House Speaker Paul Ryan has done nothing to indicate that privatizing Medicare isn't at the very top of his agenda in the new Congress, with a new president. In fact, while everyone in the GOP is a little unsure of what they'll do about Obamacare, they know they want to gut Medicare and do it fast.
So it's worth remembering that Ryan's plan isn't just hugely unpopular and dangerous—it's also premised on some pretty big lies.
"What people don’t realize is, because of Obamacare, Medicare is going broke." — House Speaker Paul D. Ryan (R-Wis.), interview with Fox News, Nov. 10
Our eyebrows went up when we saw this quote from Ryan. It has been a bipartisan fallacy to claim that the old-age health program Medicare is going "broke," which is incorrect […]. But what was notable was he specifically blamed the Affordable Care Act for making Medicare go broke.
That’s doubly wrong. Let’s explain.
The explanations: no, it's not going broke. As of now, the trust fund can maintain everyone who needs it until 2028. After that, without intervention, it would start paying out less benefits. Not "no" benefits. Reduced. That's if there isn't an intervention of some kind to further cut costs, enroll younger, healthier people, increase payroll taxes, or any other of many good policy options to keep it going.
One of those policy options? Keeping Obamacare. Because Obamacare isn't making it go broke—not at all.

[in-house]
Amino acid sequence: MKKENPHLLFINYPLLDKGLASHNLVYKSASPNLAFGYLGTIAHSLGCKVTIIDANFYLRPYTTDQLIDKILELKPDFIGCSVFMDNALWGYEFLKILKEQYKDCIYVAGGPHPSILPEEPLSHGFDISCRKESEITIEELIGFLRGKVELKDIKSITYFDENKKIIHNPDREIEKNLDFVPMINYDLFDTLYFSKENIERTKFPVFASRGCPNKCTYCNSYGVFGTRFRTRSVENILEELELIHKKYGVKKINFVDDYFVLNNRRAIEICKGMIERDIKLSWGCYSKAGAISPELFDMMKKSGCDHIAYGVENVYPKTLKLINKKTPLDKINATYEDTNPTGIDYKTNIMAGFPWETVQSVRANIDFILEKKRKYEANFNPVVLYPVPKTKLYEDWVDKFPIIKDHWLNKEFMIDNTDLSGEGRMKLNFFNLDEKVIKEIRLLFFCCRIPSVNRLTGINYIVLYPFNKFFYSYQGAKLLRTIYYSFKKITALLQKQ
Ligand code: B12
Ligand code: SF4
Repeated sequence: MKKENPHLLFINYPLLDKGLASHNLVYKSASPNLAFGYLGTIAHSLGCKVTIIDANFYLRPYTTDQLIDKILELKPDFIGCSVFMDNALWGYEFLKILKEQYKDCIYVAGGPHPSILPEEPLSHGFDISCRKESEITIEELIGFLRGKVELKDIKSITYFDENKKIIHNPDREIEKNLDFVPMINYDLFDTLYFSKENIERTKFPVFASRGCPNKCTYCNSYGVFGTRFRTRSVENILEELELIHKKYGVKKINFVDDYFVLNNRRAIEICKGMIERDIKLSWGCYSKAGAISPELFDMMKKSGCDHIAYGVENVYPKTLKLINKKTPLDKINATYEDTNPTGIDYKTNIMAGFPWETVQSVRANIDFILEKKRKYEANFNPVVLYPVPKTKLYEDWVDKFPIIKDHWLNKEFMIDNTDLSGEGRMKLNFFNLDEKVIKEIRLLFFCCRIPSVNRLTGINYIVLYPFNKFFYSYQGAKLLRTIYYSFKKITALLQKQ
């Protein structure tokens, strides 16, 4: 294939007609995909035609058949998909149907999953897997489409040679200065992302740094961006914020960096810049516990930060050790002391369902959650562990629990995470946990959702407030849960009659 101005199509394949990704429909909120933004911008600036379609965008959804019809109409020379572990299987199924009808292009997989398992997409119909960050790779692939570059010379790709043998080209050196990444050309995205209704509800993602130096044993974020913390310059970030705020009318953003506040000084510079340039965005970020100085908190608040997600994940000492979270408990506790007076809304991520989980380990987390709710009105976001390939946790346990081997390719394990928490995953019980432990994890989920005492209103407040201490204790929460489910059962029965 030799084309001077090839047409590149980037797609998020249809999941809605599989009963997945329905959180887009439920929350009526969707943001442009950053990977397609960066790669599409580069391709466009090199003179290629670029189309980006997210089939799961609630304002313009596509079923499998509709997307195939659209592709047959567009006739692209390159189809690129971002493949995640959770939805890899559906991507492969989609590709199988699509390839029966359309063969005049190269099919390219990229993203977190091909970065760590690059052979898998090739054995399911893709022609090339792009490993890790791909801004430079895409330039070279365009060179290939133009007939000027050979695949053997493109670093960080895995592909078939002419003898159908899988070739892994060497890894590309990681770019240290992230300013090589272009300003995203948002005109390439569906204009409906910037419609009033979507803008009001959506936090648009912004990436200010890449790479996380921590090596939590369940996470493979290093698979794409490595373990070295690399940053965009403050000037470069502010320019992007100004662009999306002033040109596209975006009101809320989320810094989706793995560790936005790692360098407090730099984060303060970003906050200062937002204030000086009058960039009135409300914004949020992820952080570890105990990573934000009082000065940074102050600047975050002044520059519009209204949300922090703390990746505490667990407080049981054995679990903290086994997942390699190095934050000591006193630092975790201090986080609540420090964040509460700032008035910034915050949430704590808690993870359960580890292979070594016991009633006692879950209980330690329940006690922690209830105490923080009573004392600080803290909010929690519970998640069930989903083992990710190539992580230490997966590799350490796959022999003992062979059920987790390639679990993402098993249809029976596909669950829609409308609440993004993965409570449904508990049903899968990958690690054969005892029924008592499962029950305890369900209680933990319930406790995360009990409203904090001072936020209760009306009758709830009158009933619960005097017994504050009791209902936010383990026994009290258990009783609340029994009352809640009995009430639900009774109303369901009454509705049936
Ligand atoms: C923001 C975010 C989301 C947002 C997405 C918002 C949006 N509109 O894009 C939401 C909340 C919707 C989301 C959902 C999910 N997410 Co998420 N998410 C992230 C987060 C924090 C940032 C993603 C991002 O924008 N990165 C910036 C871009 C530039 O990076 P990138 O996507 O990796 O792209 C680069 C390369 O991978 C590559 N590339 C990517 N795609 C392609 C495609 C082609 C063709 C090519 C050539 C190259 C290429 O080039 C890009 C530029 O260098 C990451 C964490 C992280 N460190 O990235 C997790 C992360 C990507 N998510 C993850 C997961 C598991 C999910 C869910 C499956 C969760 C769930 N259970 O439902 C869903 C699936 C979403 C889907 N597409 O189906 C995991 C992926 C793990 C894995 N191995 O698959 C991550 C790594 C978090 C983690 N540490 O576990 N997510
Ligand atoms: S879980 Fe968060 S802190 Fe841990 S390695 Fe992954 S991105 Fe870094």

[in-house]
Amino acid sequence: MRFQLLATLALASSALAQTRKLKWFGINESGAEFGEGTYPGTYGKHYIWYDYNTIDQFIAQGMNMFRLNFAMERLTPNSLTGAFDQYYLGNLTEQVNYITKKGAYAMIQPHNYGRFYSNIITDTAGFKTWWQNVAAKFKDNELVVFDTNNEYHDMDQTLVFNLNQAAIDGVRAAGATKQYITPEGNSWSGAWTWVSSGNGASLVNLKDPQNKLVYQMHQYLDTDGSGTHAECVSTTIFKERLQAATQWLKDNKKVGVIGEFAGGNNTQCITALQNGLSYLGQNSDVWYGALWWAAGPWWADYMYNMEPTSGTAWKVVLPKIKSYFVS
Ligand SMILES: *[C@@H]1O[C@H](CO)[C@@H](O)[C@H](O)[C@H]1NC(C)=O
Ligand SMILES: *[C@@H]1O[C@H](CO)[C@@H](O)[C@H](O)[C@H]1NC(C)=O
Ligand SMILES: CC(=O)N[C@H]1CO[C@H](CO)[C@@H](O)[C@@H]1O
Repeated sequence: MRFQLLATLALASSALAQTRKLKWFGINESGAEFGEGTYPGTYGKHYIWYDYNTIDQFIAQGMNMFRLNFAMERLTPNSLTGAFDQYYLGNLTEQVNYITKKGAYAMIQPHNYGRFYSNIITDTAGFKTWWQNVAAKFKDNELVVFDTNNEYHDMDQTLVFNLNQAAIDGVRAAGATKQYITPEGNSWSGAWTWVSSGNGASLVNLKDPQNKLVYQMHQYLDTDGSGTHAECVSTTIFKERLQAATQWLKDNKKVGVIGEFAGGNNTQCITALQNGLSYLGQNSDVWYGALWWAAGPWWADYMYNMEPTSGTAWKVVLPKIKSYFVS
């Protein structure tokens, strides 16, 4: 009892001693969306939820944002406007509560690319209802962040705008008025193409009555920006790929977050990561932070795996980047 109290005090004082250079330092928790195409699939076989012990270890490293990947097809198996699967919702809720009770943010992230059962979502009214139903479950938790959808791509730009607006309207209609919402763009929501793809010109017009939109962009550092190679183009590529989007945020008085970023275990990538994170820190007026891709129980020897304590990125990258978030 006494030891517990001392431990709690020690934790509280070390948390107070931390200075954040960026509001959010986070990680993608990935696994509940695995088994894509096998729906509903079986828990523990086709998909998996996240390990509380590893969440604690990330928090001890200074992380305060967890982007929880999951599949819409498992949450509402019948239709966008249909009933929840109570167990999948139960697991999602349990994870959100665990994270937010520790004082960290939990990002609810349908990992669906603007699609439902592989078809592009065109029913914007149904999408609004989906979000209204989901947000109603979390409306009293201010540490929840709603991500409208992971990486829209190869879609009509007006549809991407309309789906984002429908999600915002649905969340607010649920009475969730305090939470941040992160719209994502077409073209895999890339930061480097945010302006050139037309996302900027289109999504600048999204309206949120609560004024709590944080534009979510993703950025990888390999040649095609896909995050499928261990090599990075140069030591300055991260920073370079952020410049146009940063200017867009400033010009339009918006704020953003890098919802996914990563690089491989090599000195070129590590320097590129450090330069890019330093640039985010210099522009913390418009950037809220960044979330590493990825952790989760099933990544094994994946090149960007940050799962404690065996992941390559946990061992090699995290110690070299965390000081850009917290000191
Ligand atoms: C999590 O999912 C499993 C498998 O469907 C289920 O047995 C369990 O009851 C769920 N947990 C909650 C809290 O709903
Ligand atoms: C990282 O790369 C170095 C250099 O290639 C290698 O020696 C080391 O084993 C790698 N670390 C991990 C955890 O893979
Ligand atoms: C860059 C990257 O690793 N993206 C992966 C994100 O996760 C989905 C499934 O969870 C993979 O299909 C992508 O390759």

In fact, Obamacare has saved Medicare money, and extended the program's solvency by 12 years. It did increase payroll taxes on wages and self-employment income of wealthy Americans—above $250,000 per couple or $200,000 for a single taxpayer—by 0.9 percent. It also put in place a number of quality control measures that are working to keep costs down. Not to mention saving a lot of lives. No, what would make Medicare instantly face insolvency again is repealing Obamacare and all that stuff—like the increased payroll taxes—that are working to keep the program sound.
Will Ryan really do it? There are lots of good pro and con arguments for his doing it on the fast track he seems to be promising. Or he could put his finger to the wind and realize that it's just not that good of an idea, electorally speaking.